Why Inbound Marketing is an Indie’s BFF

Why Inbound Marketing is an Indie’s BFF

Last week I attended HubSpot’s Inbound 2012, a trade show devoted to inbound marketing. The tradeshow totally rocked, not just because I got to see Cyndi Lauper sporting dreadlocks and signing the blues (she headlined the event), but because the show reinforced why inbound marketing is the most effective weapon in the indie game developer’s marketing arsenal.

For those of you who haven’t heard the term “inbound marketing” before, let me provide a textbook definition. Inbound marketing is earning the attention of prospects, making yourself easy to be found and drawing customers to your website by producing content of value. In indie developer terms, creating and posting cool stuff (blogs, podcasts, videos, etc.) about your game that potential fans would like and using SEO and social media to bring them to that content.

Sound interesting? Well, here are three reasons why inbound marketing should go beyond interesting to become your new best friend:

1. Inbound Marketing is Sustainable

Keep your money in your pocket with inbound marketing. (I tried to be a little avant-garde with the Euro 😉 ).

How many of you have tried Google AdWords and thought, “holy schnikes this $h!t is expensive?” Well, you ain’t alone. To win in the PPC game, you need one thing: money. And when I say money, I don’t mean a ton, or even a boatload. I mean the kind of money that can outbid on any keyword no matter the competition. I’m talking EA Sports, Ubistoft and big publisher money. Unless this is you, I suggest you read on.

With inbound marketing, you’re not paying for the traffic you get, you’re earning it through the content you’re publishing. This kind of traffic gets indexed with Google: the more people search and land on your page, the higher your page gets ranked in search results, which in turn drives more traffic and so forth. The best part is, no matter how much money your competition has, you can’t get outbid on organic search results. Inbound marketing allows you to compete with little to no budget and still get just as big of an ROI, making it incredibly sustainable and very indie friendly.

2. Anyone Can Do Inbound Marketing

Anyone can do inbound marketing, including developers who have never done any marketing before.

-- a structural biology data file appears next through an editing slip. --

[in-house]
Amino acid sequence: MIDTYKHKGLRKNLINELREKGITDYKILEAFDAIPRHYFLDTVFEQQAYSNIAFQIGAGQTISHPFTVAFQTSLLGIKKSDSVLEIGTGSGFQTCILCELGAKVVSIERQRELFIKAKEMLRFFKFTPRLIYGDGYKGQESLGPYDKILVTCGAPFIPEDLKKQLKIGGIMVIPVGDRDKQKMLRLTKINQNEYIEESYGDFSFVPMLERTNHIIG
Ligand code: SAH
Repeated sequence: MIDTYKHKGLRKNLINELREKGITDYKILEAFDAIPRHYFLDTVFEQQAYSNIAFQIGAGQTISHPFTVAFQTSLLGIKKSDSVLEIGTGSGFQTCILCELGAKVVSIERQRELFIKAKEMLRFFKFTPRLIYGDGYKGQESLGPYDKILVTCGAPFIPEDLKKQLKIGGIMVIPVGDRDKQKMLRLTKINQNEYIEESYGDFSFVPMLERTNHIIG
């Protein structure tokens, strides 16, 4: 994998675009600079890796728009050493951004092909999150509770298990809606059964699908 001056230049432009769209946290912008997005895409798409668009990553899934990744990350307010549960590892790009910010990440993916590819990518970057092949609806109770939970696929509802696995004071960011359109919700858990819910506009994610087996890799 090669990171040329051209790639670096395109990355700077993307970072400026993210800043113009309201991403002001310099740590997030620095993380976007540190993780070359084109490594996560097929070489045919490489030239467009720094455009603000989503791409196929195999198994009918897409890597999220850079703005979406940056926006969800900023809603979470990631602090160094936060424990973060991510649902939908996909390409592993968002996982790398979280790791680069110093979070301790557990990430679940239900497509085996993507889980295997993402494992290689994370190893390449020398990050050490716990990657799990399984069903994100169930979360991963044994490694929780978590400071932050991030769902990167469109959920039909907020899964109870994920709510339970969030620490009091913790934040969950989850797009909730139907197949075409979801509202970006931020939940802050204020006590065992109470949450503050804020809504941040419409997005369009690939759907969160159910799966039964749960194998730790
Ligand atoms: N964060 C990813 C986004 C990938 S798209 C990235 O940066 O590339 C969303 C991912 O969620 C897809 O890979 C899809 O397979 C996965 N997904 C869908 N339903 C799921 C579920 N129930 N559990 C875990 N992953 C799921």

Here’s the true beauty of inbound marketing: it doesn’t matter if you’re a marketer or a developer, as long as you can type on a computer, use a video camera or speak into a recording device, you can do inbound marketing. The only thing you really need to be proficient at is knowing your audience, i.e., publishing content your readers want to consume, NOT content you want to create. You do that, and you’ll be golden like the child.

3. Inbound Marketing Turns Fans Into Marketers

If you don’t have a marketing staff, or even if you do, make your fans do some marketing work for you.

Once upon a time, there was an indie shop that dreamed of having a marketing staff to bring in gazillions of adoring fans. But alas, this shop had no budget for additional head count, or to pay for advertising. So the developers scoured the web for what they could do and came across something called inbound marketing. They read about publishing content potential fans would like and using SEO and social media to spread the word. Then, they went deeper. They discovered that if they made their content original and easily sharable, their fans might do some work for them. And so they did and suddenly it started to work. Little by little fans were not only consuming the content the little shop was creating, they were sharing it, which in turn cause onsite traffic and App Store sales to rise.

Sound like a dream? It’s not. It’s one of the key concepts inbound marketing is founded on. If you understand your fans, build original content they will love and make it easy for them to share this content…they will.

Photo Credits
Money in Pocket 2 by ilker
Programmer 1 by Milen Yakimov
Crowd in Front of a Stage by John Nyberg

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Emmy Jonassen is a marketing pro who helps indie developers build adoring fanbases. Marketing people who love buzz words call this "lead generation."

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